How glacial history, selection and current gene flow affect alpine plants:
Population differentiation, local adaptation and demography in a fragmented landscape

The alpine landscape is characterized by a pronounced spatial heterogeneity of abiotic conditions and displays high temporal dynamics. To persist in space and time, long-lived alpine plants must be adapted to the geographic isolation of habitats, to natural disturbances caused by climatic oscillation and to topography-induced processes. Glacial history together with the pronounced heterogeneity of the alpine landscape is responsible for a high occurrence of endemic taxa in the Alpine flora. Nevertheless, many alpine plants are widespread and occur from east to west over the entire alpine range.
Populations of a species may diverge in morphology and performance through natural selection and/or genetic drift. In widespread plants landscape heterogeneity may lead to genetic differentiation and local adaptation. But adaptation is hindered by gene flow from pollen and seeds and may be confounded by drift. Alternatively, the function of plants over a broad range of environmental conditions can be maintained by phenotypic plasticity. Furthermore, landscape level processes at the regional scale such as colonisation and extinction are linked to genetic patterns and population dynamics at the local scale.
Typically, widespread species show high levels of genetic variation and adaptation to particular local conditions. Recently, molecular studies demonstrated the impact of glacial history and migration pattern on the genetic signatures of alpine plants, indicating that population-connectivity and gene flow was not strong enough to mask the effect of isolation in different regions. Molecular break zones are common to most of the alpine species studied so far and strikingly similar to biogeographic boundaries based on floristic evidence. However, it is currently not known to what extend glacial history and corresponding molecular pattern in alpine plants are reflected in phenotypic variation and local adaptation at the scale of the European Alps.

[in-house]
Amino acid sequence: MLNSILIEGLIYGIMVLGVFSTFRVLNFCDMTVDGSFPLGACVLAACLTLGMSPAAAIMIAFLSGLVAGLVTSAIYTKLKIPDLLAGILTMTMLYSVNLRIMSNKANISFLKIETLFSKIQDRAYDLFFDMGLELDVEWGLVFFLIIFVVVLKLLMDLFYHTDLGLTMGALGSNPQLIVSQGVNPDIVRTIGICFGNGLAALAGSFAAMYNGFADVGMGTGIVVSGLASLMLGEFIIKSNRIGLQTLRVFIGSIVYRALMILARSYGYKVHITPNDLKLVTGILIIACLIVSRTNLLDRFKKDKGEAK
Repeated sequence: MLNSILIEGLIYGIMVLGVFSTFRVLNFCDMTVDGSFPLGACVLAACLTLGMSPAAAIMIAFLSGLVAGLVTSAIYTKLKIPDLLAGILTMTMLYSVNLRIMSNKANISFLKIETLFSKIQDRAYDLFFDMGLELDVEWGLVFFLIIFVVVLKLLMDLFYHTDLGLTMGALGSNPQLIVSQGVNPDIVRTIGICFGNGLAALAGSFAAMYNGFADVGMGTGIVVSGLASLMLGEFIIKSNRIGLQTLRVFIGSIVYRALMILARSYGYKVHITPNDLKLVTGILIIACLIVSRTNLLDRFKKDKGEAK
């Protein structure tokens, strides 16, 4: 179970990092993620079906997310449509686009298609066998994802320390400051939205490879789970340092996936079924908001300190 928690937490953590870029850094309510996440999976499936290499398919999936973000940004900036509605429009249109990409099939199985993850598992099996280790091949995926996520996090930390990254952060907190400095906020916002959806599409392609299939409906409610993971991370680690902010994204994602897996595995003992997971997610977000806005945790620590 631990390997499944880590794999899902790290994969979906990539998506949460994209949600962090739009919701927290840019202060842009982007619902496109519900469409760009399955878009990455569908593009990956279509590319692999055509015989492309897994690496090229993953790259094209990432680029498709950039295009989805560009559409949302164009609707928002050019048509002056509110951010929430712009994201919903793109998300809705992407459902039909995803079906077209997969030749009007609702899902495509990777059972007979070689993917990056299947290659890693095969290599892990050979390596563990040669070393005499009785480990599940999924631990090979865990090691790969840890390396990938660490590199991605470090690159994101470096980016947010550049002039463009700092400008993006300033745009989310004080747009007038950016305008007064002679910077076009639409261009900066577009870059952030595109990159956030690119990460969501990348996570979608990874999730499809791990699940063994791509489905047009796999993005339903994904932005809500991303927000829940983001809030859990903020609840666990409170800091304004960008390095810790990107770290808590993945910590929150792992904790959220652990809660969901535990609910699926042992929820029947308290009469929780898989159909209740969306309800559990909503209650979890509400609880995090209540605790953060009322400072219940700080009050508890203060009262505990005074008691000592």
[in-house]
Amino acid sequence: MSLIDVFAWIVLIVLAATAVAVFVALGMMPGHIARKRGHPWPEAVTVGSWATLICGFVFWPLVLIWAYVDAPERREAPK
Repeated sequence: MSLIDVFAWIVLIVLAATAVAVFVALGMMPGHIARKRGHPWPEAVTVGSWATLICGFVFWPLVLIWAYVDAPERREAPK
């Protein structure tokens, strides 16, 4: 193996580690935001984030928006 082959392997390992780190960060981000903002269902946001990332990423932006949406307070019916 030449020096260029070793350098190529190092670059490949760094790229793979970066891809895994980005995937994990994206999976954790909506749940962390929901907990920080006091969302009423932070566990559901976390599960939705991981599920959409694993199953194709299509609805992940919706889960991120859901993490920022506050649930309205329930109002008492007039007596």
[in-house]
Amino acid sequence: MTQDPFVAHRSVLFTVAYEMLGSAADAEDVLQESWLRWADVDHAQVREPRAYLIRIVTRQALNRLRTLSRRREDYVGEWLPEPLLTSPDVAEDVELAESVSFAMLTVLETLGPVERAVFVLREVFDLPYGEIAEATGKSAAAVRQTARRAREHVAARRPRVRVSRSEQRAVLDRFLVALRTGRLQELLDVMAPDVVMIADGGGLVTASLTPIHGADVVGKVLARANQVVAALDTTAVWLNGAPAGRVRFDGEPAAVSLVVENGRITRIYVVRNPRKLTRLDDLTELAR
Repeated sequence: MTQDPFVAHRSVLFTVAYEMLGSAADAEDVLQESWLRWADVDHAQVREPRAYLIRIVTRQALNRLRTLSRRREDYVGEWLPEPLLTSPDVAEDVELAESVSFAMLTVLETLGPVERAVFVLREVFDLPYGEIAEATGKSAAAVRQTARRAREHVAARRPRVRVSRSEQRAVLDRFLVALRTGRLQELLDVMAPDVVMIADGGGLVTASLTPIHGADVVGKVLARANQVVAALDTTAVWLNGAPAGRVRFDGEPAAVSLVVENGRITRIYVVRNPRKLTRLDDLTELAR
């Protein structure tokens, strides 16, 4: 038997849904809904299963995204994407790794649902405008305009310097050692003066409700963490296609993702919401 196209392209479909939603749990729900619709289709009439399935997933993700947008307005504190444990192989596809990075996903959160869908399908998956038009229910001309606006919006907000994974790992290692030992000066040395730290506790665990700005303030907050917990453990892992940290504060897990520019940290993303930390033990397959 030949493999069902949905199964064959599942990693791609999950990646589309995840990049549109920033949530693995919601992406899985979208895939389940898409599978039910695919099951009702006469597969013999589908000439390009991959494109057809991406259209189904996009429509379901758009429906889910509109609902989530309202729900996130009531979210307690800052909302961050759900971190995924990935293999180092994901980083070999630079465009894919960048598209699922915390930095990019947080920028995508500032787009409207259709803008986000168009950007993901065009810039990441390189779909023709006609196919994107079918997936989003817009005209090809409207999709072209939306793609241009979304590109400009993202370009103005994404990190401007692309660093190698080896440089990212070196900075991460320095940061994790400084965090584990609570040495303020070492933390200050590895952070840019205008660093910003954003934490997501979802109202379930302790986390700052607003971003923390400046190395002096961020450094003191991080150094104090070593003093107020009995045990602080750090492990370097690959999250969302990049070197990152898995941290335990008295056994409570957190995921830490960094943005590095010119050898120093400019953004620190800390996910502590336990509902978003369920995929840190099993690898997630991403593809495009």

Here, we study how glacial history, selection and current gene flow affect population differentiation, local adaptation and population dynamics in widespread alpine plants. We propose experiments in the common garden and reciprocal transplantation with plant material from the entire alpine belt in order to separate effects from historic and current processes on genetic and phenotypic characteristics of the plants. By including experiments on current gene flow, colonisation of suitable habitats, and modeling of metapopulation dynamics in a real landscapes this project links processes operating at different time and spatial scales.
As a whole, the project addresses the important question of how plant species are able to survive and perform in fragmented landscapes. The different parts of the project are aimed to integrate population dynamics and genetics with landscape ecology. The results on the effects of glacial history, selection and current gene flow on alpine plant species will provide general ecological information on plant responses to climatic and other variability and will thereby contribute to knowledge about the consequences of global change for alpine plant life.
Campanula thyrsoides
common garden experiment
Geum reptans

Inquiries